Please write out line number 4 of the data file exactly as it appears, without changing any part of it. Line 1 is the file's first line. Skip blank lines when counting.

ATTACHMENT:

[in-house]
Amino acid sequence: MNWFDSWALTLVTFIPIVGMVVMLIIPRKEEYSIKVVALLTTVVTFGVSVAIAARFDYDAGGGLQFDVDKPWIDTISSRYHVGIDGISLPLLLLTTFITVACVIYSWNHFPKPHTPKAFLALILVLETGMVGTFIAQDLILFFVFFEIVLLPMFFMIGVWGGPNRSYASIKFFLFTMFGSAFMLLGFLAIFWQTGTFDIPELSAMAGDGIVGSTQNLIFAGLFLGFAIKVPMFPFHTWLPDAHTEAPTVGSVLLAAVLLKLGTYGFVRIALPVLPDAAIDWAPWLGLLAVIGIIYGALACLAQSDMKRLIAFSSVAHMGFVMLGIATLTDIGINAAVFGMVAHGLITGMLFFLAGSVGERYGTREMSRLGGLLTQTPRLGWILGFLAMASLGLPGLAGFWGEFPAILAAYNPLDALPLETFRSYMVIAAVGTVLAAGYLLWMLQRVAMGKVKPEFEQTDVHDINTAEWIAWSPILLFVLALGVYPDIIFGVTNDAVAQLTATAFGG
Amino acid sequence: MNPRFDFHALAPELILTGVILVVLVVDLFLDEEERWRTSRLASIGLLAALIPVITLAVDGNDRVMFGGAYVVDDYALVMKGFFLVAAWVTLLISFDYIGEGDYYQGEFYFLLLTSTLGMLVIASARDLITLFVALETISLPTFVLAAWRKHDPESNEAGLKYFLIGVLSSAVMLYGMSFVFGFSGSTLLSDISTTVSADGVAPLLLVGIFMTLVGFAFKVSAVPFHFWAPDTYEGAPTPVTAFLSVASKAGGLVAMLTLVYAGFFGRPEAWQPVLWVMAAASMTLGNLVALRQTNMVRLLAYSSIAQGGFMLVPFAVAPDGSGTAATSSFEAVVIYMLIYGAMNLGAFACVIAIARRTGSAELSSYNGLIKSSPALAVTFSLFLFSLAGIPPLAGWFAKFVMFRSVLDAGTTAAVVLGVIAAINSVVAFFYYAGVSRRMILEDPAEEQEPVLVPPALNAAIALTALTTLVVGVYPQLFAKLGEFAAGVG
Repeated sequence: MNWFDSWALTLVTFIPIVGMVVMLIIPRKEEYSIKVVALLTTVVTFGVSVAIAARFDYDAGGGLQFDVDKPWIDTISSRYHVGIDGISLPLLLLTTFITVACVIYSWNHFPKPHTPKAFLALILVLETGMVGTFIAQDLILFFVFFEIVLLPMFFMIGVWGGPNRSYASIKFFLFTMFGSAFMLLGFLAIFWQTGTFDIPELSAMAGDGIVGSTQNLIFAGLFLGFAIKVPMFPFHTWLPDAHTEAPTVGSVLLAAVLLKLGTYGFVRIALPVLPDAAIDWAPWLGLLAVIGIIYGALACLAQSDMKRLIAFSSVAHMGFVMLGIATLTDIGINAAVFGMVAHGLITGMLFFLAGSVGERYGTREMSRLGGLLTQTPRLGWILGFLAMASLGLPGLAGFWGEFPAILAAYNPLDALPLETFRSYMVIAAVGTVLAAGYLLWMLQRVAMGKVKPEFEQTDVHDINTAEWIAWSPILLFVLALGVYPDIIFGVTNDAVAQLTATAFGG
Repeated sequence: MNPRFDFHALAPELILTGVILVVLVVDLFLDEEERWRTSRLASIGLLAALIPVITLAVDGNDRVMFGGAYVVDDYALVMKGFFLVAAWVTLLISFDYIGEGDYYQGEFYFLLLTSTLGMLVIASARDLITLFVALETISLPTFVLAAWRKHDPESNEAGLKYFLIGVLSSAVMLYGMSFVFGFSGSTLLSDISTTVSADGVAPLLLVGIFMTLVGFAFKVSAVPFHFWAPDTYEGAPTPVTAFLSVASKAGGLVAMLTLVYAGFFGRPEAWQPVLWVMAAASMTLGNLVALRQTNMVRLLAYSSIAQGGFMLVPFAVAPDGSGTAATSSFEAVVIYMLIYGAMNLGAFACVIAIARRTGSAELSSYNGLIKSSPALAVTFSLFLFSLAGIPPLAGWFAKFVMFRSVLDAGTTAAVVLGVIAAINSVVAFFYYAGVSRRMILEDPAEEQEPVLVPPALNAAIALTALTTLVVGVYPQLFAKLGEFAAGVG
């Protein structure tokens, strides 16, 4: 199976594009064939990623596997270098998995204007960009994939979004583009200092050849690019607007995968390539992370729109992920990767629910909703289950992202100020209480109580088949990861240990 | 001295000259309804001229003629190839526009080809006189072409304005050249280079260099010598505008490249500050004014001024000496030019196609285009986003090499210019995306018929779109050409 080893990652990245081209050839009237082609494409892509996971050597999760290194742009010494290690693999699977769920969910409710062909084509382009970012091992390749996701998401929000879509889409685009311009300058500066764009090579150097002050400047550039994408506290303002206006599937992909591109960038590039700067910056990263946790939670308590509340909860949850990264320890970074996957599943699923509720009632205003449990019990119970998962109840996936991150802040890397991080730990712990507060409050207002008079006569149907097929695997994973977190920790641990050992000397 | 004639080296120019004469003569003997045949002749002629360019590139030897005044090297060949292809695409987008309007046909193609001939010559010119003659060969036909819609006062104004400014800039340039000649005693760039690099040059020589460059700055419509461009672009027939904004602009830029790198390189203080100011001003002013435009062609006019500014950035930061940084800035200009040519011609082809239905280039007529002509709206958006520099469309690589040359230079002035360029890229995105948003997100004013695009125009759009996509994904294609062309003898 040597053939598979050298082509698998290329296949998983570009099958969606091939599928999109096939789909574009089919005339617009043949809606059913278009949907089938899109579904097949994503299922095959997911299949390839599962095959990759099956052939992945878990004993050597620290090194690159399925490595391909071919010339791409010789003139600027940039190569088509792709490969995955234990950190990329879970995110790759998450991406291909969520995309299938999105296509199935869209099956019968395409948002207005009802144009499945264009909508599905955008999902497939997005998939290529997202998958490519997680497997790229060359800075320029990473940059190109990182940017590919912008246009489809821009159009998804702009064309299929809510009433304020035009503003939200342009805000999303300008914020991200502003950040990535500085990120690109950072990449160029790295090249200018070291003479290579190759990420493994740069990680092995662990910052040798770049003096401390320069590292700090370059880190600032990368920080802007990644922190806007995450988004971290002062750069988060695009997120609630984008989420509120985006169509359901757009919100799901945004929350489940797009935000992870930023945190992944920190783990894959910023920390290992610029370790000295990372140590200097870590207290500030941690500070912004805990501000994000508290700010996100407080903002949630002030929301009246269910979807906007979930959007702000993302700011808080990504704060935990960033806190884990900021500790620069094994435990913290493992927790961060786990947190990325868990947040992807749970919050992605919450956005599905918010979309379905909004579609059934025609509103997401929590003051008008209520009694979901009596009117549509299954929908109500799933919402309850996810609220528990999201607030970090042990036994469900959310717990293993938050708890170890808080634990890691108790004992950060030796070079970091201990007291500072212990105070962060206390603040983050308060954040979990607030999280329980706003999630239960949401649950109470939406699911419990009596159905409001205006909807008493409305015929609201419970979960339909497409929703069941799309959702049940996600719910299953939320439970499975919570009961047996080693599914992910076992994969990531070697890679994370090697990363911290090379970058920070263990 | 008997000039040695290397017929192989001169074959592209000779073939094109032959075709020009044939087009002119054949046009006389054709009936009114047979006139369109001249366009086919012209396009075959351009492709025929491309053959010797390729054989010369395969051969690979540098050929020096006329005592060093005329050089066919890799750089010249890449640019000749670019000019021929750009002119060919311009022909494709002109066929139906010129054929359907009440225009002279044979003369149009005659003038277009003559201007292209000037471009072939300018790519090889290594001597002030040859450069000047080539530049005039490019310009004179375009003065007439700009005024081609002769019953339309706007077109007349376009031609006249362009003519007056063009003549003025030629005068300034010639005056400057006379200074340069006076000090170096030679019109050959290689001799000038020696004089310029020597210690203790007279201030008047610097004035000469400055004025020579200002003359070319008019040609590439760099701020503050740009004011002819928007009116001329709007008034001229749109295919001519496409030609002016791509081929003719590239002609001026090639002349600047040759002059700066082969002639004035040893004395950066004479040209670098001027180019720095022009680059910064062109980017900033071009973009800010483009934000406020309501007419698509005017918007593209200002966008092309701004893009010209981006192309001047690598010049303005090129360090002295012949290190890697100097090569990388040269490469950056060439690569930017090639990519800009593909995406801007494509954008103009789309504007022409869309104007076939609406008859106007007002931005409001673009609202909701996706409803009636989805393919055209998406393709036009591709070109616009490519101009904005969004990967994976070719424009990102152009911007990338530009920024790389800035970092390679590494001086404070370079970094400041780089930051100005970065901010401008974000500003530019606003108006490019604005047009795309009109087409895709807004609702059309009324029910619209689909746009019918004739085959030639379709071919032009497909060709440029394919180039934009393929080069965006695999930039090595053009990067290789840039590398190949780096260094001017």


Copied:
Repeated sequence: MNWFDSWALTLVTFIPIVGMVVMLIIPRKEEYSIKVVALLTTVVTFGVSVAIAARFDYDAGGGLQFDVDKPWIDTISSRYHVGIDGISLPLLLLTTFITVACVIYSWNHFPKPHTPKAFLALILVLETGMVGTFIAQDLILFFVFFEIVLLPMFFMIGVWGGPNRSYASIKFFLFTMFGSAFMLLGFLAIFWQTGTFDIPELSAMAGDGIVGSTQNLIFAGLFLGFAIKVPMFPFHTWLPDAHTEAPTVGSVLLAAVLLKLGTYGFVRIALPVLPDAAIDWAPWLGLLAVIGIIYGALACLAQSDMKRLIAFSSVAHMGFVMLGIATLTDIGINAAVFGMVAHGLITGMLFFLAGSVGERYGTREMSRLGGLLTQTPRLGWILGFLAMASLGLPGLAGFWGEFPAILAAYNPLDALPLETFRSYMVIAAVGTVLAAGYLLWMLQRVAMGKVKPEFEQTDVHDINTAEWIAWSPILLFVLALGVYPDIIFGVTNDAVAQLTATAFGG